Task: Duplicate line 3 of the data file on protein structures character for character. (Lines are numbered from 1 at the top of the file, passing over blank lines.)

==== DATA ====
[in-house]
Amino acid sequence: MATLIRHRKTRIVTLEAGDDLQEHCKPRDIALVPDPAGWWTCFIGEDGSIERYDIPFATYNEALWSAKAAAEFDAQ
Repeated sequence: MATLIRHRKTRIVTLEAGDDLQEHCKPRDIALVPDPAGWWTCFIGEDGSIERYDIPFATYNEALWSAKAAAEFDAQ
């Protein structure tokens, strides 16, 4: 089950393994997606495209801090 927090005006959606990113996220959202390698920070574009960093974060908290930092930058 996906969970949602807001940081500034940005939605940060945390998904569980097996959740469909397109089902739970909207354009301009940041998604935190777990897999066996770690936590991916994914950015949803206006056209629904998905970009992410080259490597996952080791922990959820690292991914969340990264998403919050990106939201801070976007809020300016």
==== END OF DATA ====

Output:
Repeated sequence: MATLIRHRKTRIVTLEAGDDLQEHCKPRDIALVPDPAGWWTCFIGEDGSIERYDIPFATYNEALWSAKAAAEFDAQ